The store did not yet have this title in stock, but thanks to a review copy from the publishing house, Self Made Hero, and its domestic distributor, Abrams, I did get to read this recent release on the heels of reviewing "Trashed" by John Backderf.
In about 150 pages, Kleist illustrates the too-short and true life of a Beijing 2008 Olympian who competed in athletics, specifically the 200m sprint. "An Olympic Dream" opens on an upbeat note as Yusuf Omar appears on the small screen in her family's Mogadishu living room with relatives and friends gathered to cheer for Samia.
While the Beijing experience inspires the stadium crowd and Yusuf Omar's new dream to return to the Olympic stage at London 2012, her Somali homecoming quickly evolves into a years-long marathon of increasingly awful challenges including gender and faith bias in her war-torn home town.
Forced to flee Somalia to find safety with family in Europe, and still clinging to her London Olympic dream, Yusuf Omar embarks on an international journey through Ethiopia, Sudan and Libya in search of sea passage to Italy. One can only imagine how much worse her final weeks must have been before boarding an overloaded watercraft akin to those in use today by Syrian refugees fleeing to Greece.
Kleist's illustrations in black pen and/or India ink bring to the page a life that is both hopeful and heartbroken. Yusuf Omar's POV is sometimes portrayed through Facebook posts or texts to family anxiously awaiting updates. Readers may almost smell the burning trash or taste the gritty dust kicked up by African winds and warlords clouding Omar's chances for a happier conclusion.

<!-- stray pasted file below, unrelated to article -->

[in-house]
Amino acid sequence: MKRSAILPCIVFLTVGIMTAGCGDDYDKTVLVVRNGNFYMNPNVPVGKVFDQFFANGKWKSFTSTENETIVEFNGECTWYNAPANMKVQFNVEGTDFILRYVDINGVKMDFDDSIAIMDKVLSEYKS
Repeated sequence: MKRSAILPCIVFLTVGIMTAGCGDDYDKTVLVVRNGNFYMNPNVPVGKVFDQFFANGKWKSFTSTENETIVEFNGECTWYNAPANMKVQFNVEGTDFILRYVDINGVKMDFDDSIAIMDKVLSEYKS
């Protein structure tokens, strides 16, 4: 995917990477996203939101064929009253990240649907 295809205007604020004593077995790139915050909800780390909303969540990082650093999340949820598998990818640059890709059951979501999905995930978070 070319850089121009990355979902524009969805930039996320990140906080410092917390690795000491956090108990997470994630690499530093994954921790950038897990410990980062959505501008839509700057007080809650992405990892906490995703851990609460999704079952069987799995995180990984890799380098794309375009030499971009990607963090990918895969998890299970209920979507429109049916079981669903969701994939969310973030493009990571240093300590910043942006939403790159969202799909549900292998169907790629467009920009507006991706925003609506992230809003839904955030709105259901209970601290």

According to the book's Preface by Kleist, the author learned about Omar's fate as much of the world did following London's Games.
"Thanks to the help of journalist Teresa Krug, who had befriended [Yusuf Omar], I was able to speak personally with [Samia's] sister Hodan Yusuf Omar, who in 2006 had fled to Helsinki," wrote Kleist.
Kleist also mentioned the Olympian's actual Facebook posts provided content and context, though most of the posts in the book are fictionalized except for Yusuf Omar's plea for help while stranded in Tripoli. Krug provides a detailed Afterword for the text as well.
Though "An Olympic Dream" provides the antithesis of a happy ending for five-ringed-hopefuls, the book does provide inspiration and a look at the struggles tens of thousands still face today in Africa and Asia. Kudos to Kleist for shedding more light on this contemporary Olympic story. "An Olympic Dream" will hit Meltdown Comics and bookstores everywhere starting April 12 (pre-sales available here).
Images via SelfMadeHero.com